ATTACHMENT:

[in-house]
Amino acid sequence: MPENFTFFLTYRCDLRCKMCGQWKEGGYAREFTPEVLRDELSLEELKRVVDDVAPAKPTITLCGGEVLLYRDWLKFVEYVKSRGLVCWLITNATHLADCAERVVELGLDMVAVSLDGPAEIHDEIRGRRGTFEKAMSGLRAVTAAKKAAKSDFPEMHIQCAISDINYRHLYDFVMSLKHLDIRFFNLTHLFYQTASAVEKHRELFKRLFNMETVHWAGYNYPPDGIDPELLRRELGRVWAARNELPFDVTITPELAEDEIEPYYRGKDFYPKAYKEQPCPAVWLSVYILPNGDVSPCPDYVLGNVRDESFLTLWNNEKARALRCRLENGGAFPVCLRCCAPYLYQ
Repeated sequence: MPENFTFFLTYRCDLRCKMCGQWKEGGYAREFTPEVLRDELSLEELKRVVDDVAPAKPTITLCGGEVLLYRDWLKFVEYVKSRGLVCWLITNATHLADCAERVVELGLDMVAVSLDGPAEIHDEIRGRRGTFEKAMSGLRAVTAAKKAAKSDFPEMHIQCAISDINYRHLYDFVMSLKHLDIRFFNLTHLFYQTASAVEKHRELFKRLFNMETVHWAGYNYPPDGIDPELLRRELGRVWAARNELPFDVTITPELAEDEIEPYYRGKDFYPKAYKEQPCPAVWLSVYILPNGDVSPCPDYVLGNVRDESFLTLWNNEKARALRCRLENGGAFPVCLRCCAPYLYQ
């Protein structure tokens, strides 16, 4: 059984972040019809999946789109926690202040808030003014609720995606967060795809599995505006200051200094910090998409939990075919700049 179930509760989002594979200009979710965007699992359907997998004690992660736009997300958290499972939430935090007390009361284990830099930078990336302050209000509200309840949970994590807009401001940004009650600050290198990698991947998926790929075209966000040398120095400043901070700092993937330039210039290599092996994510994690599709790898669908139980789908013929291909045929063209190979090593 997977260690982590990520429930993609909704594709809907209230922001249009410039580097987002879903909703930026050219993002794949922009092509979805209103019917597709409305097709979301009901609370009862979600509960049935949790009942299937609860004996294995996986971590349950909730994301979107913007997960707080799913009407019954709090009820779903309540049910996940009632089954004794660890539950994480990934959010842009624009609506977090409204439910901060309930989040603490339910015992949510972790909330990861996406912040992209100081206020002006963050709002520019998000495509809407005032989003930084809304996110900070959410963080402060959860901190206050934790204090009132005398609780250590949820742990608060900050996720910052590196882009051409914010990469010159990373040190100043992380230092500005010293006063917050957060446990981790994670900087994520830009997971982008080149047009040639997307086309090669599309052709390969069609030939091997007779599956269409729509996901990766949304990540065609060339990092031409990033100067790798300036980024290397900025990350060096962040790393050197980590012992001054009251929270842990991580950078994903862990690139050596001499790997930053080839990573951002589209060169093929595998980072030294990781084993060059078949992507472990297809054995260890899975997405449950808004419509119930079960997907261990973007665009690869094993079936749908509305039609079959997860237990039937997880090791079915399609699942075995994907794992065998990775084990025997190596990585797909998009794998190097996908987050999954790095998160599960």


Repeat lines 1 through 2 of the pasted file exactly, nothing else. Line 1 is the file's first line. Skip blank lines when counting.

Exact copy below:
[in-house]
Amino acid sequence: MPENFTFFLTYRCDLRCKMCGQWKEGGYAREFTPEVLRDELSLEELKRVVDDVAPAKPTITLCGGEVLLYRDWLKFVEYVKSRGLVCWLITNATHLADCAERVVELGLDMVAVSLDGPAEIHDEIRGRRGTFEKAMSGLRAVTAAKKAAKSDFPEMHIQCAISDINYRHLYDFVMSLKHLDIRFFNLTHLFYQTASAVEKHRELFKRLFNMETVHWAGYNYPPDGIDPELLRRELGRVWAARNELPFDVTITPELAEDEIEPYYRGKDFYPKAYKEQPCPAVWLSVYILPNGDVSPCPDYVLGNVRDESFLTLWNNEKARALRCRLENGGAFPVCLRCCAPYLYQ